Autumn is prime time for rarities in Britain, and if anyone needs reminding of the exciting possibilities at this time of year, look no further than the report of the British Birds Rarities Committee. This is a comprehensive summary of all submitted records of national rarities from the preceding 12 months (plus a few older records).
The report should be required reading for all those with an interest in rarities – not just to see what has been accepted (or deemed not proven) and to digest the occurrence patterns and statistics, but also to gain insight into the evidence required for the assessment of such potentially difficult species as Iberian Chiffchaff, the subalpine warbler complex and Eastern Yellow Wagtail.
One aspect of this process that has become apparent over the years is the growing reliance on images. Aesthetically, of course, they always bring the report to life, and the latest is no exception, with photos of – to name just a few – first-winter male Steller's Eider, a fly-by Common Nighthawk, Great Knot in breeding plumage and, more quirkily, that Tengmalm's Owl on a toilet seat. But their real importance is in allowing committees to assess critical details that are often not discernible in the field.
Photos play an increasingly important role in rarity recording, enabling committees to assess not only the finer points of identification but also, in cases such as this much-discussed Dusky Thrush in Kent in May 2013, whether or not any subtle hybrid influence might be discernible (Kevin Du Rose).
Two cases in point in this latest report both refer to first British records of subtle subspecies of more familiar birds. The Mandt's Black Guillemot (subspecies mandtii) in Lincolnshire for four days in December 2017 would surely not have made the grade but for the photos scrutinised by the committee, which the report explains "enabled the precise extent of white in the primaries, wing coverts, scapulars and rump to be confirmed". A written description based only on sight views is unlikely to have been enough for this level of forensic proof.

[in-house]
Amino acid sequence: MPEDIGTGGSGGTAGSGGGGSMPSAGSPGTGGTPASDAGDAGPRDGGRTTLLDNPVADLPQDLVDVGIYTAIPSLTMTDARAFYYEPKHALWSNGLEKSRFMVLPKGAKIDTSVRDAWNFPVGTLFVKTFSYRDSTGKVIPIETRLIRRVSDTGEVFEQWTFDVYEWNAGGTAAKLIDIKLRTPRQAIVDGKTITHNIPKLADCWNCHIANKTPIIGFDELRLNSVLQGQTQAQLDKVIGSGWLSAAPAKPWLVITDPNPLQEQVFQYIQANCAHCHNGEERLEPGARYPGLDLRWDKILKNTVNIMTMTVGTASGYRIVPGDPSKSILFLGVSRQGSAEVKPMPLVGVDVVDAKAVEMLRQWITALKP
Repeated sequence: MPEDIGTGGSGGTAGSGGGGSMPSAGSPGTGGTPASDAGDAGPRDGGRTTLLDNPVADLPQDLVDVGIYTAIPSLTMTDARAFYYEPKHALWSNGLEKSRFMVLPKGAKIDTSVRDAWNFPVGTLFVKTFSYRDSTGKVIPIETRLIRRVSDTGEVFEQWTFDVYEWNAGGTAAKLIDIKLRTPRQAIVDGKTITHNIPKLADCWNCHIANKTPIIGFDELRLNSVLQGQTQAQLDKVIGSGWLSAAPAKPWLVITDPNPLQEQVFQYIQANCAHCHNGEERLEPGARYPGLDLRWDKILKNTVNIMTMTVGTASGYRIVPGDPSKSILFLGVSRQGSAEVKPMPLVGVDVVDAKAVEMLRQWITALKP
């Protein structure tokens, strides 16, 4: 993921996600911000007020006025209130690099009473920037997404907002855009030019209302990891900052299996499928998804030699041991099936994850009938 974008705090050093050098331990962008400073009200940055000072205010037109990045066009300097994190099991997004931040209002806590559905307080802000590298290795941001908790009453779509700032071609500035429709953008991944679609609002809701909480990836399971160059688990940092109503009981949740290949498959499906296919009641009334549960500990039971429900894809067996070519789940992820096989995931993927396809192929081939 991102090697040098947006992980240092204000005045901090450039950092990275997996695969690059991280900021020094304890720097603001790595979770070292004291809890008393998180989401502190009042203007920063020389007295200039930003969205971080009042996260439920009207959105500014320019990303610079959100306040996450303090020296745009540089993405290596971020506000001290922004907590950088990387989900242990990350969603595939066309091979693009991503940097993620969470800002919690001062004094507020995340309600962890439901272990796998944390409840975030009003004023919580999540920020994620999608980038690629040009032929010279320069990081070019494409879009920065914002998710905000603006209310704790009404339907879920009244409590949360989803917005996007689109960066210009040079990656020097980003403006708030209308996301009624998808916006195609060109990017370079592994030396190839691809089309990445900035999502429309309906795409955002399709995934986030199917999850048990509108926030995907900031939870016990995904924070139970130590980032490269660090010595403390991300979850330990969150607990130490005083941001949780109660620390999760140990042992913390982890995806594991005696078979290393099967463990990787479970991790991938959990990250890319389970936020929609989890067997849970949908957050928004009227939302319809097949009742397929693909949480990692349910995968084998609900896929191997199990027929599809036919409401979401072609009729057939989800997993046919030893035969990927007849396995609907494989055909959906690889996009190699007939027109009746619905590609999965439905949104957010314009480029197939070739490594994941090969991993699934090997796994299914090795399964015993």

Similarly, the first British Taiga Merlin (of the nominate northern North American form columbarius) was seen just twice in Caithness in February 2018, but also photographed. Again, the features are subtle, but Nearctic birds have a different tail pattern, something which can be very hard to ascertain on typical views of a dashing Merlin in the field.
As national firsts involving tricky subspecies, these examples are at the extreme end of the range, but they illustrate the point well. Should the same principle be applied universally to all birds new to Britain, so that they are only accepted when confirmed by photographic evidence? That would be a contemporary take on the famous old collectors' adage of "What's hit is history, what's missed is mystery".
Thankfully, we've come a long way since the Victorian era of blasting vagrants out of the sky as proof of their occurrence – and as the Hastings Rarities saga showed (see Birdwatch 242: 29-33), a collected specimen often wasn't enough to eliminate the possibility of fraud anyway. But irrefutable photographic evidence would provide a level of proof over and above a written description, dispelling any possibility of misidentification or other doubt.
There is an example of this kind of system already in place. For many years in autumn I have birded the Azores, when there have been multiple records of vagrants new not just to the archipelago and Portugal, but also to the Western Palearctic. There are guidelines for records published in the annual Azores Rare and Scarce Bird Report, drawn up initially by Peter Alfrey, which set out the need for a "clear photographic record" in the case of single-observer reports, with a similar emphasis on sound recordings where call is a critical identification feature.
In most instances such evidence should be achievable. Many birders now carry cameras or digiscoping equipment, meaning that increasingly few rarities escape such documentation. Forewarned is forearmed, and it's in all our interests that major rarities are confirmed beyond doubt. So if you are lucky enough to find a first, don't forget to take a photo.
- This column was originally published in the November 2020 issue of Birdwatch magazine.